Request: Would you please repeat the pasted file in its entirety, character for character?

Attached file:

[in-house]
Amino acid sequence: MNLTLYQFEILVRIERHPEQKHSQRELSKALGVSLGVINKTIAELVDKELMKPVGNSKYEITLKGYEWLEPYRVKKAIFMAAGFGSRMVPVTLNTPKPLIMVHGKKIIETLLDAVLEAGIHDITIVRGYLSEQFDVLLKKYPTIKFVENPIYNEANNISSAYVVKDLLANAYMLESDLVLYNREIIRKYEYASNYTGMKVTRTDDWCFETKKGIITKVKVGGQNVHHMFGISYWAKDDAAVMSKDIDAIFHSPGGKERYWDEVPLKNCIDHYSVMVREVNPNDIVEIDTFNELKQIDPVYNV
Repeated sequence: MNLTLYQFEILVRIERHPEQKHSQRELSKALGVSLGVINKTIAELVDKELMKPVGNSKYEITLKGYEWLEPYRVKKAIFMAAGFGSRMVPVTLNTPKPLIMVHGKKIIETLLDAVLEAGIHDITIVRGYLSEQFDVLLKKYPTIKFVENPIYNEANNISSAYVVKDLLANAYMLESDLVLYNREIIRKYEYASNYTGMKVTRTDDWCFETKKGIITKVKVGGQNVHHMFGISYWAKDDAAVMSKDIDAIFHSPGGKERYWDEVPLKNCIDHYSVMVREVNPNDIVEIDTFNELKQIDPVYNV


[in-house]
Amino acid sequence: MNLTLYQFEILVRIERHPEQKHSQRELSKALGVSLGVINKTIAELVDKELMKPVGNSKYEITLKGYEWLEPYRVKKAIFMAAGFGSRMVPVTLNTPKPLIMVHGKKIIETLLDAVLEAGIHDITIVRGYLSEQFDVLLKKYPTIKFVENPIYNEANNISSAYVVKDLLANAYMLESDLVLYNREIIRKYEYASNYTGMKVTRTDDWCFETKKGIITKVKVGGQNVHHMFGISYWAKDDAAVMSKDIDAIFHSPGGKERYWDEVPLKNCIDHYSVMVREVNPNDIVEIDTFNELKQIDPVYNV
Repeated sequence: MNLTLYQFEILVRIERHPEQKHSQRELSKALGVSLGVINKTIAELVDKELMKPVGNSKYEITLKGYEWLEPYRVKKAIFMAAGFGSRMVPVTLNTPKPLIMVHGKKIIETLLDAVLEAGIHDITIVRGYLSEQFDVLLKKYPTIKFVENPIYNEANNISSAYVVKDLLANAYMLESDLVLYNREIIRKYEYASNYTGMKVTRTDDWCFETKKGIITKVKVGGQNVHHMFGISYWAKDDAAVMSKDIDAIFHSPGGKERYWDEVPLKNCIDHYSVMVREVNPNDIVEIDTFNELKQIDPVYNV